Cape Town – Lewis Hamilton can make history this evening as he fights for his seventh Canadian GP victory, and the honour of being only the second driver to claim more than six wins at a single event.
Michael Schumacher did it in Canada with seven victories, and even went one better in France. Hamilton stands a good chance today of getting his name up there with the legends – the only difference is he would do it with a fourth Canadian win on the trot.
Montreal has been kind to the British driver, who claimed his maiden F1 win at the Circuit Gilles Villeneuve in 2007. His tally includes six pole positions and six wins, and he has not finished off the podium when he has seen the chequered flag.
It is difficult to see anybody, even Valtteri Bottas in the same machinery, beating Hamilton. Last year he dominated the grand prix, starting from pole and leading every lap on his way to the win, while behind him there was plenty of drama.
Romain Grosjean squeezed Carlos Sainz and Felipe Massa paid the price, and Sebastian Vettel dropped out of contention when he broke his front wing but used a two-stopper to race his way back up the field to fourth. Max Verstappen made a flying start that came to naught when he retired later in the race, and Fernando Alonso retired on the penultimate lap, preventing him from scoring McLaren’s first point of the season. Sergio Pérez did all he could to stop his Force India team-mate Esteban Ocon from finishing on the podium.
This power-hungry, hard-braking circuit suits Mercedes and their V6 engine, with the last non-Mercedes win being Daniel Ricciardo’s triumph in 2014 in the Red Bull car. While the driver and the team would like to add another win to their tally, there’s a lot more than just that riding on today’s result.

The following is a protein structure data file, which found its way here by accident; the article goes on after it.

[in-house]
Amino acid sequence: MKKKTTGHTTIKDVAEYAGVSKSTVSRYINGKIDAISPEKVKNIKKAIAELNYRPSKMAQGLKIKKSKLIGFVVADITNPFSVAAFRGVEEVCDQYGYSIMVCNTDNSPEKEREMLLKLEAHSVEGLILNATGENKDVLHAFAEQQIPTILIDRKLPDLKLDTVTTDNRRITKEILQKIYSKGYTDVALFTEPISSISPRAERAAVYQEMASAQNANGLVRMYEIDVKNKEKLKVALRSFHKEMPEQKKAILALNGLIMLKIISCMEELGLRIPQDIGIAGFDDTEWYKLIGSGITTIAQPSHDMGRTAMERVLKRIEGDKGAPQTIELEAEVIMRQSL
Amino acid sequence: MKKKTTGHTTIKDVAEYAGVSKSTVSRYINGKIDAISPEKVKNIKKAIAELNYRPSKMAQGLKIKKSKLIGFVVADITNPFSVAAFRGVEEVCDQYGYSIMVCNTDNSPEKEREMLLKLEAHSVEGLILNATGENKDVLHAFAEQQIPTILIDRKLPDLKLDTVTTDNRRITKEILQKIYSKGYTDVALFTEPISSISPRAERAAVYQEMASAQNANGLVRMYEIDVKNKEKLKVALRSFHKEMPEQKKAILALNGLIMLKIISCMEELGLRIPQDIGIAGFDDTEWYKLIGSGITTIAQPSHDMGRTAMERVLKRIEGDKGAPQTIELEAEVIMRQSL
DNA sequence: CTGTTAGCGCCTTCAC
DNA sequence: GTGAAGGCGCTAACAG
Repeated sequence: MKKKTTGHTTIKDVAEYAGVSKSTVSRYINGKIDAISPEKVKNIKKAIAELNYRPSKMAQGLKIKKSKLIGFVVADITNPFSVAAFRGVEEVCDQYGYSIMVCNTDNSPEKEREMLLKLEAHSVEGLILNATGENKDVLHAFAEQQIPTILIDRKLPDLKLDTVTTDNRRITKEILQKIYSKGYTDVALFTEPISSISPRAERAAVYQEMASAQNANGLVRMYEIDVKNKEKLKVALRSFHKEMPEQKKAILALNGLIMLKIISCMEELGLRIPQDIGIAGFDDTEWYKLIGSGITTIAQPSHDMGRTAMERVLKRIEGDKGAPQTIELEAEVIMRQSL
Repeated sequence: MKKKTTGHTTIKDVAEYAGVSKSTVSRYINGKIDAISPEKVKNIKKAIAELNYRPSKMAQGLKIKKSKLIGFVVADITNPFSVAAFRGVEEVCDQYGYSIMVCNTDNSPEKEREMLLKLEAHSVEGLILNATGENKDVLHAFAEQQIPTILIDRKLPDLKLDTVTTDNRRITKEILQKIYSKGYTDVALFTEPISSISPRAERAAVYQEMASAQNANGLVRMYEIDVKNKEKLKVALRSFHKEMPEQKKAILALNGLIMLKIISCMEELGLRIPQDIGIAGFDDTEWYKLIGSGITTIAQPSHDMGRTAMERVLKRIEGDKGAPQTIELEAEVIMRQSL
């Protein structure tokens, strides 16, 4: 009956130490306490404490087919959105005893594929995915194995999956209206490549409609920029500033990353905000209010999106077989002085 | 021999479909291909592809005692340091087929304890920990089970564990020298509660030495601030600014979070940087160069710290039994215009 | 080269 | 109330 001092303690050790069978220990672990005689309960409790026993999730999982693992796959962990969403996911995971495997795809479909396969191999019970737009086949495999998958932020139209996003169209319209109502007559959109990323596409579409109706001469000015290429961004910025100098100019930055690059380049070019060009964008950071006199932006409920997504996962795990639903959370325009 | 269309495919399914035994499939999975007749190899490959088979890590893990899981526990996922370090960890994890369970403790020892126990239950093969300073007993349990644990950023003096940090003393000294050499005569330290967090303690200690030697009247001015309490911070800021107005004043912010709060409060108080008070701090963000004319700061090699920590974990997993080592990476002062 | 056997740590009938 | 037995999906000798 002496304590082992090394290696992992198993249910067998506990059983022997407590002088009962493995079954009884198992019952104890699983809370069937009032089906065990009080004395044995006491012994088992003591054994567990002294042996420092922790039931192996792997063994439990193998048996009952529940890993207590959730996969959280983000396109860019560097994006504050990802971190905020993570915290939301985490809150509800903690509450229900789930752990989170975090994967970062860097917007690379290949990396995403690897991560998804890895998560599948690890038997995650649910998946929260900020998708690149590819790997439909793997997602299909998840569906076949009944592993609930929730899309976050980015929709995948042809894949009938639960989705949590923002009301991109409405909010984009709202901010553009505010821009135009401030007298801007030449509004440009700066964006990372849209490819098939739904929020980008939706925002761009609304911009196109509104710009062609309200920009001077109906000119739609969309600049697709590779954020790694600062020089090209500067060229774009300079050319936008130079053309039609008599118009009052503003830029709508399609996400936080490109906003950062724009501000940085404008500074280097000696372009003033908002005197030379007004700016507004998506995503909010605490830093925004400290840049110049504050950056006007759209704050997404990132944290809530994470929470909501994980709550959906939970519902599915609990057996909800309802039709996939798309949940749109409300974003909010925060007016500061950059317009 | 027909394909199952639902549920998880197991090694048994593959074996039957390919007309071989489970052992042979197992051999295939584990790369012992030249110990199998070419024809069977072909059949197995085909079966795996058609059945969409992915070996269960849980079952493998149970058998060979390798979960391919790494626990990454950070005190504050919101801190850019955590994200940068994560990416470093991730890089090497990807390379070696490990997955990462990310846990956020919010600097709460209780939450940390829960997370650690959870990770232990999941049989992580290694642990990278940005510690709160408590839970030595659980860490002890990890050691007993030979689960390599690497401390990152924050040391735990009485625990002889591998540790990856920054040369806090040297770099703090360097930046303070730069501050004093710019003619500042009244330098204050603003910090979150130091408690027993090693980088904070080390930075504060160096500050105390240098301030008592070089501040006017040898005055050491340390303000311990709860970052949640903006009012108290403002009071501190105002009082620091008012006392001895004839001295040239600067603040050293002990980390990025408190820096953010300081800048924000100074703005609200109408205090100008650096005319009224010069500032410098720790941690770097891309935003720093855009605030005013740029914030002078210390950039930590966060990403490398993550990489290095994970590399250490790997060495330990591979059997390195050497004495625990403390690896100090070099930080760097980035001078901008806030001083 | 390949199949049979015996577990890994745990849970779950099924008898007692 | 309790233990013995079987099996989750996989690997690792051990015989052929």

Red Bull would have spent the weekend evaluating the upgrades from engine suppliers Renault and Honda with an eye to perhaps swapping to the latter next season.
Ricciardo will be looking at those updates and also Red Bull’s decision before signing a new deal.
But while the Aussie is dreaming of a third win for this season, confirmed grid penalties for changing elements of his power unit mean most are predicting the battle will be between Mercedes and Ferrari or, most notably, Hamilton and Vettel.
The Ferrari driver has just one Montreal victory on his board, winning in 2013 with Red Bull. While he has three other podiums, his record in Montreal is by no means up there with Hamilton’s. He is, however, the Brit’s biggest threat – at least outside of Mercedes – this weekend.
Further down the grid, Haas will be looking to recover from a wretched Monaco Grand Prix in which they lacked pace, but face a stiff challenge from McLaren, Renault and Force India to be the best of the rest.
Alonso has said he expected a “tough” weekend for McLaren, but reckoned a “little bit of drama” and some changing weather conditions would open a few opportunities.
Changing weather is one thing Montreal does well, with the 2011 Canadian GP holding the record for the longest F1 race to date as storms delayed the race for hours.
The sport has since brought in a time limit, but one man who won’t care about that, or the expected safety cars or gophers, is Montreal favourite Hamilton.